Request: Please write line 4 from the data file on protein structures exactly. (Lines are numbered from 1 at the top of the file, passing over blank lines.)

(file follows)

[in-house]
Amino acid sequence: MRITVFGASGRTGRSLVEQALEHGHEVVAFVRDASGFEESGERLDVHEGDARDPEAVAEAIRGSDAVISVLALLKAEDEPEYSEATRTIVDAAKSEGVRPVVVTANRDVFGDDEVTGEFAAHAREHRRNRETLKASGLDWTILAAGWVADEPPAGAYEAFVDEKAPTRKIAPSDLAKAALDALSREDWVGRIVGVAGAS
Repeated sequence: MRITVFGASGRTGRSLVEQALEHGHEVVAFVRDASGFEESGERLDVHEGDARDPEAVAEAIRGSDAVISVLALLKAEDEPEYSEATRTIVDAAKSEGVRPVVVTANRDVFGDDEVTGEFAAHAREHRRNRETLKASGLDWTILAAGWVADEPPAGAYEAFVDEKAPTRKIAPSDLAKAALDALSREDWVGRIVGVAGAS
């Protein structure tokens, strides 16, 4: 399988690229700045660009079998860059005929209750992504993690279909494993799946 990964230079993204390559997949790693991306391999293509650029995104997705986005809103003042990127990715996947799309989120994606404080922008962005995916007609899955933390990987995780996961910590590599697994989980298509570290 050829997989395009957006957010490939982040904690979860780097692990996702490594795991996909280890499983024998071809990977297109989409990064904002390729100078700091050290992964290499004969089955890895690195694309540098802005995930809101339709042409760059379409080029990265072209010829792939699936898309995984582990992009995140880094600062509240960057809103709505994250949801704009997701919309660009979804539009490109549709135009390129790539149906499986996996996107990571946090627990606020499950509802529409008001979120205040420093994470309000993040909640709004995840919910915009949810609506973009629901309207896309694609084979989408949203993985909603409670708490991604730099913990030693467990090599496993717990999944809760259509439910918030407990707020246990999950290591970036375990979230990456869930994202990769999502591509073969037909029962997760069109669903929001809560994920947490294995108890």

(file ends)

């Protein structure tokens, strides 16, 4: 399988690229700045660009079998860059005929209750992504993690279909494993799946 990964230079993204390559997949790693991306391999293509650029995104997705986005809103003042990127990715996947799309989120994606404080922008962005995916007609899955933390990987995780996961910590590599697994989980298509570290 050829997989395009957006957010490939982040904690979860780097692990996702490594795991996909280890499983024998071809990977297109989409990064904002390729100078700091050290992964290499004969089955890895690195694309540098802005995930809101339709042409760059379409080029990265072209010829792939699936898309995984582990992009995140880094600062509240960057809103709505994250949801704009997701919309660009979804539009490109549709135009390129790539149906499986996996996107990571946090627990606020499950509802529409008001979120205040420093994470309000993040909640709004995840919910915009949810609506973009629901309207896309694609084979989408949203993985909603409670708490991604730099913990030693467990090599496993717990999944809760259509439910918030407990707020246990999950290591970036375990979230990456869930994202990769999502591509073969037909029962997760069109669903929001809560994920947490294995108890």